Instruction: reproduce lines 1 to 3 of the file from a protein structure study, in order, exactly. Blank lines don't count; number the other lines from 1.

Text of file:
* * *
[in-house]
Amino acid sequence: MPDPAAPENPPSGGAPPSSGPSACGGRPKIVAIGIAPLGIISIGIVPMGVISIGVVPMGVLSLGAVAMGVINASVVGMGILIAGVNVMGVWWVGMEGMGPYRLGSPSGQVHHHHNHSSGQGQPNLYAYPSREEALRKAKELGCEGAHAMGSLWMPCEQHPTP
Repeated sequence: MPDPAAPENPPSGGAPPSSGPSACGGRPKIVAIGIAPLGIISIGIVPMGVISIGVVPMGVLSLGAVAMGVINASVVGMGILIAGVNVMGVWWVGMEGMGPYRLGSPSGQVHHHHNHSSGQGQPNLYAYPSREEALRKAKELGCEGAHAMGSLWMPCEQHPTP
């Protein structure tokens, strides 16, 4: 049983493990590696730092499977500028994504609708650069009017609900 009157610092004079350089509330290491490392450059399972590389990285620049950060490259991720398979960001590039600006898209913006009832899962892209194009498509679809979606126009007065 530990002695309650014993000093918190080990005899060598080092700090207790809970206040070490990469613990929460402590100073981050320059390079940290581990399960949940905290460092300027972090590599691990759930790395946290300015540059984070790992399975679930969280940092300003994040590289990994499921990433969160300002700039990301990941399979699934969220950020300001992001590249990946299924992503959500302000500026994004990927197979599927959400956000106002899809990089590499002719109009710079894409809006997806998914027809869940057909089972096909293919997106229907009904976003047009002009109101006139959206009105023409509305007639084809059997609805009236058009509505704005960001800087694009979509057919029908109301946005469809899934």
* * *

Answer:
[in-house]
Amino acid sequence: MPDPAAPENPPSGGAPPSSGPSACGGRPKIVAIGIAPLGIISIGIVPMGVISIGVVPMGVLSLGAVAMGVINASVVGMGILIAGVNVMGVWWVGMEGMGPYRLGSPSGQVHHHHNHSSGQGQPNLYAYPSREEALRKAKELGCEGAHAMGSLWMPCEQHPTP
Repeated sequence: MPDPAAPENPPSGGAPPSSGPSACGGRPKIVAIGIAPLGIISIGIVPMGVISIGVVPMGVLSLGAVAMGVINASVVGMGILIAGVNVMGVWWVGMEGMGPYRLGSPSGQVHHHHNHSSGQGQPNLYAYPSREEALRKAKELGCEGAHAMGSLWMPCEQHPTP